• BYODB||

    Only it's rotten core really remains, but it's a very vocal and still somewhat sizable core.

    Just as the Republican party does a shitty job representing Republicans, so too does the Democrat party fail to really represent Democrats.

    I still think the Democrats are worse, but to what extent it's hard to say on any given day.

  • p3orion||

    The difference is intent. Democrats tend to be wrong, but believe in the wrong things they support (with exceptions such as their fight against voter ID laws, which is just to protect fraudulent voting that benefits them.) On the other hand, the Republicans in Congress know what's right, but lack the balls to do it.

  • Tionico||

    California, New Jersey, Maryland, COnnecticut, Delaware, I think, New York, Massachussetts, all are Mother May I No You May Not Unless You Are Wealthy or Connected states. And nearly all of them impose such ridiculous barriers to the Mother May I Card to effectively raise the bar to entry so high few can afford it. What is is, sixteen hours of expensive "training" in Illinois? California, I believ,e also have a high training requirement. Other states that have NONE, not even a one hour sit down and shut up classroom session, have nowhere near the crime rates as the states I listed above.

  • GroundTruth||

    It's either a right, or a licensed privilege. Given that the Constitution explicitly states "the right to bear arms...", there is no logic that can be applied that restricts that right, other than by trial for abusing that right.

    And where was Roberts, Alito and Kennedy on this?

  • Hank Phillips||

    If the issue is taken off the table, it is no longer a land mine for politicians to explode on. God's Own Prohibitionists are prolly content that nothing libertarian candidates say on this will cost them votes. I'd bet that letting the Dems offer to ban electricity AND private guns will hoist them by their own canards while GO-Pissers rake in the jobs and boodle.

  • Massey||

    Is anyone supposed to know what the fuck you're talking about. Not everyone reads the dumb email forwards and moron blogs you do, so "moonbat" is pretty meaningless.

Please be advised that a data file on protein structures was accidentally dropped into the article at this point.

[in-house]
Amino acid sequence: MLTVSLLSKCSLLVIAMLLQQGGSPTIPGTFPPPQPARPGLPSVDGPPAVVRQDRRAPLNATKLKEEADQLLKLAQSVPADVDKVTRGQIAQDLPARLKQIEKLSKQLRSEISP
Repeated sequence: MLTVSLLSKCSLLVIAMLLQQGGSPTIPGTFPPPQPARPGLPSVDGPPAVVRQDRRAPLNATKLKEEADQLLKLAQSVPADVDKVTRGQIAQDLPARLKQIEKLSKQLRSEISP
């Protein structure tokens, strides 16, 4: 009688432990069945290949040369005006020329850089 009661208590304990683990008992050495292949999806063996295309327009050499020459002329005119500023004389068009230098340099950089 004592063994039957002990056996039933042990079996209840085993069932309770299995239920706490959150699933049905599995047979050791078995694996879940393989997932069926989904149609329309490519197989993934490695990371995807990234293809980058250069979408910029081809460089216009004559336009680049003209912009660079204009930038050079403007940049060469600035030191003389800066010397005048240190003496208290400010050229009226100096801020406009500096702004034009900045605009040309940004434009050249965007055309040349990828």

• Ron||

    Well maybe few more justices will retire, the sooner the better

  • Mark22||

  • brokencycle||

    Don't worry, soon SCOTUS will agree that forcing people to bake cakes is okay.

  • BYODB||

    But how, without guns?!

    Oh, wait, right, the State...

  • Dillinger||

    how now to defend myself against the cake police?

  • Entropy Drehmaschine Void||

    Have your local Kindergartner 3D print you a PopTart Pistol.

  • Scarecrow Repair & Chippering||

    By George! A new use for my orphans! I was beginning to worry that my monocles would be worn out from all the polishing.

  • Entropy Drehmaschine Void||

    And you can balance their diet with some Chicken Nugget 1911's.

  • brokencycle||

    Hey, at least you can still exercise your 2nd Amendment rights in your home. You don't always get to exercise your 4th Amendment rights in your home, so stop your whining.

  • Fist of Etiquette||

    Either the other members of the court's right are lazy cowards or they didn't think this case was a good one to test the right.

  • Scarecrow Repair & Chippering||

    IIRC, the Ninth ciruit decision is a very weird one. When the concel carry case was first decided, California allowed unloaded open carry (yes, really), and a lot of activists were doing just that. The original decision relied on being able to open carry to mean that conceal carry was not necessary.